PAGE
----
Especially in so far as the yoga training is concerned, the available texts prove to be of very little value; most of the practices remain secret knowledge with the teachers and these have therefore been confined generally amongst the circle of yogins who would communicate the actual technique only to the most deserving pupils. The genuine yogins living in the solitude of mountains were hardly accessible, and there are today only a very few who would be eager to learn yoga under the conditions which may be imposed upon them. Even in ancient India, the yoga monasteries were few and far apart, and the training in the technique of yoga, for all practical purposes, became extremely difficult.
Sporadic efforts to save yoga from such an enigmatic existence by investigations into the subtleties of its metaphysics and theories have won a measure of success in keeping alive certain scholastic interest in the subject, but the vital technique for practice remained and still remains as obscure and elusive as ever. The present monasteries have lost their antiquated dignity and vigour and what is taught there is of doubtful origin and value. The recent spurt of the so-called yogashramas and centres of health and physical training patronized by the unwary has caused a further slump in the true perspective – from the sublime to the ridiculous.
Furthermore, the contrast between hermitages and modern universities as centres of learning is also very vital, for the latter fail to supply the necessary environments which contribute to the way of life in conformity with the teachings, under constant supervision and contract of the teachers. As a result, there is much barren superfluity of academic and mechanized knowledge, which sticks to students as an objective additive of decoration, without any harmony being established between the basic understanding of life and habituation to such a living. This duplicity in the acquisition of knowledge and its actual practice in day-to-day life is responsible for much that is hypocritical, unpleasant and suicidal.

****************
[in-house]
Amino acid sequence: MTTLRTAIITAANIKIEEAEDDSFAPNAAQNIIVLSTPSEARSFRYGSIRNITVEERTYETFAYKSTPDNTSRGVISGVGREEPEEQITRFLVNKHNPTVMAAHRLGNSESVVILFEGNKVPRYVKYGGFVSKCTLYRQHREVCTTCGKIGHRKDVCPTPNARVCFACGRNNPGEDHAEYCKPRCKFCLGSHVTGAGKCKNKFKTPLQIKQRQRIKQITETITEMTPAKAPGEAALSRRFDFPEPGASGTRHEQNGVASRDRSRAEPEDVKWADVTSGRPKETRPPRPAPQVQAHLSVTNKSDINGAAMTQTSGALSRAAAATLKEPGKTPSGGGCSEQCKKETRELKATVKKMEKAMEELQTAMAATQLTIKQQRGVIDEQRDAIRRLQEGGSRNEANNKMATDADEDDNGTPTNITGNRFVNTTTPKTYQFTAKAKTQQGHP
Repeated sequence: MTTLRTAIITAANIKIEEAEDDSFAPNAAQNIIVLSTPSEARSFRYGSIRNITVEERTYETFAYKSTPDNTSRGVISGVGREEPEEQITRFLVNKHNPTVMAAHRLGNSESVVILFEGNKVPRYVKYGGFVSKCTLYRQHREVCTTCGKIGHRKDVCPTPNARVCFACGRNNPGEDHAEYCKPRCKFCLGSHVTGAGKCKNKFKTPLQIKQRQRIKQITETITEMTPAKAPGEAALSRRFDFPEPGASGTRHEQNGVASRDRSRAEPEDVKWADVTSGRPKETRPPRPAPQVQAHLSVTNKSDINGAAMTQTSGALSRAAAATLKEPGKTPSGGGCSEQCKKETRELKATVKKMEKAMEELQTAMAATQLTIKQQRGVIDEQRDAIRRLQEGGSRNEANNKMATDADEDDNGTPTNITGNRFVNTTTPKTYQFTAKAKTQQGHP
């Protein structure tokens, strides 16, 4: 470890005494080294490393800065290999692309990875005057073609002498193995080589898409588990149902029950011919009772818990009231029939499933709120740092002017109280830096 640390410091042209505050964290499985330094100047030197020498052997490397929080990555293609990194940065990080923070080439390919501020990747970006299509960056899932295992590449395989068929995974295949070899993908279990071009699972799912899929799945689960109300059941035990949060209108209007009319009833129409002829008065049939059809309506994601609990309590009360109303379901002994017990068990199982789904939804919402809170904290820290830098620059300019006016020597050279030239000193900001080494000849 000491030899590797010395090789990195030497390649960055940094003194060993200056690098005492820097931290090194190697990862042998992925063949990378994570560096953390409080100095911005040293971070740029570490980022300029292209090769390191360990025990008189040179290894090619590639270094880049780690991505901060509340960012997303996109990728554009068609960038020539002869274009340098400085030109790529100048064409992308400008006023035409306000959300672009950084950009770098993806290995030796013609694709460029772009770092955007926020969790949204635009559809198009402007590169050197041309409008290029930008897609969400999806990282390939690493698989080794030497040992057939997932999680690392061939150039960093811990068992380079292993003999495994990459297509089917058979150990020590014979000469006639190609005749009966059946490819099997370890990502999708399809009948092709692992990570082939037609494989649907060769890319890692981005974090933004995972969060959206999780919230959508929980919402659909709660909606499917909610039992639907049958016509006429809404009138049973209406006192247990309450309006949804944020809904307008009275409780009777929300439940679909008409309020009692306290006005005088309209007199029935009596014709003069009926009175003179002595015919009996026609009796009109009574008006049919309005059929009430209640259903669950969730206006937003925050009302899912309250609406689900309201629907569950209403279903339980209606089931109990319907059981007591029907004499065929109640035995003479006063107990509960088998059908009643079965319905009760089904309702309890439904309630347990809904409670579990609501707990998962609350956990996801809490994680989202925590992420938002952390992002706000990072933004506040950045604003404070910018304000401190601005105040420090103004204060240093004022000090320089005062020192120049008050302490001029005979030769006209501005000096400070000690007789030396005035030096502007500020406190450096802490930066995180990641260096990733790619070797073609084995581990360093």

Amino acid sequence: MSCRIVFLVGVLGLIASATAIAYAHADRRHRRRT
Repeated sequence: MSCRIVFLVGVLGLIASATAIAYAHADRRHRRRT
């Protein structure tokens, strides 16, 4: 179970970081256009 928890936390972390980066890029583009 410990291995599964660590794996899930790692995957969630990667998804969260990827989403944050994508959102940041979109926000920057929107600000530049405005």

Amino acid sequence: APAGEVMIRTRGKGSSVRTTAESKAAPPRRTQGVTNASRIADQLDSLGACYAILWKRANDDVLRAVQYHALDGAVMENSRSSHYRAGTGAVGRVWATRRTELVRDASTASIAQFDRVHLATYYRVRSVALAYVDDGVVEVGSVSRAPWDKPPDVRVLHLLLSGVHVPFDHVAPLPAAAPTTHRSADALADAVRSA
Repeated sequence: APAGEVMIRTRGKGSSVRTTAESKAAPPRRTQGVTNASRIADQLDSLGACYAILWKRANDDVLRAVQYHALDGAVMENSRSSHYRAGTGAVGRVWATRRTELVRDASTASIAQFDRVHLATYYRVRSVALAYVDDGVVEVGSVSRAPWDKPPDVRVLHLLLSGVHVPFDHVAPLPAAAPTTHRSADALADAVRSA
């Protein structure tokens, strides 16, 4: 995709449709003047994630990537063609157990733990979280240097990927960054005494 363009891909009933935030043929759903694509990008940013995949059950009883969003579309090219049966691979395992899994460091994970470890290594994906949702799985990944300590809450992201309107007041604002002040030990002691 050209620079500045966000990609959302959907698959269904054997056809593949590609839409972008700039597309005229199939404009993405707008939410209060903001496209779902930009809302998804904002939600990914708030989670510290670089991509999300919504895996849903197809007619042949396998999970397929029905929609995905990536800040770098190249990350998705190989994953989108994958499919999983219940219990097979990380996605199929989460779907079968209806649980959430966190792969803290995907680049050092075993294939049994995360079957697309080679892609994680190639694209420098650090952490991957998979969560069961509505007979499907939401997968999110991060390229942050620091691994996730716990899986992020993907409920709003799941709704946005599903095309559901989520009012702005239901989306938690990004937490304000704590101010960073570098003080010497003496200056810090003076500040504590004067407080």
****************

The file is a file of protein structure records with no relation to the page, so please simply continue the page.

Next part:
The institution of yoga education in ancient India had a different value, was applied differently and had therefore a different method of imparting it. The significance of masters and their abodes of learning could be appreciated only by those who realize the difference between theory and practices, between ornamental and applied knowledge, and between mechanized education and an integrated way of life. To all forms of learning which belong to the former category, and what is generally available at the modern university level, yoga supplements the latter. The hermitages represent the integral quality, which moulds the personality, while the universities impart quantitative training to the masses. What is needed in the changed context of the world at present is the harmonious synthesis of what is best in each.
Printed in YOGA, Vol. 10, No. 8, August 1972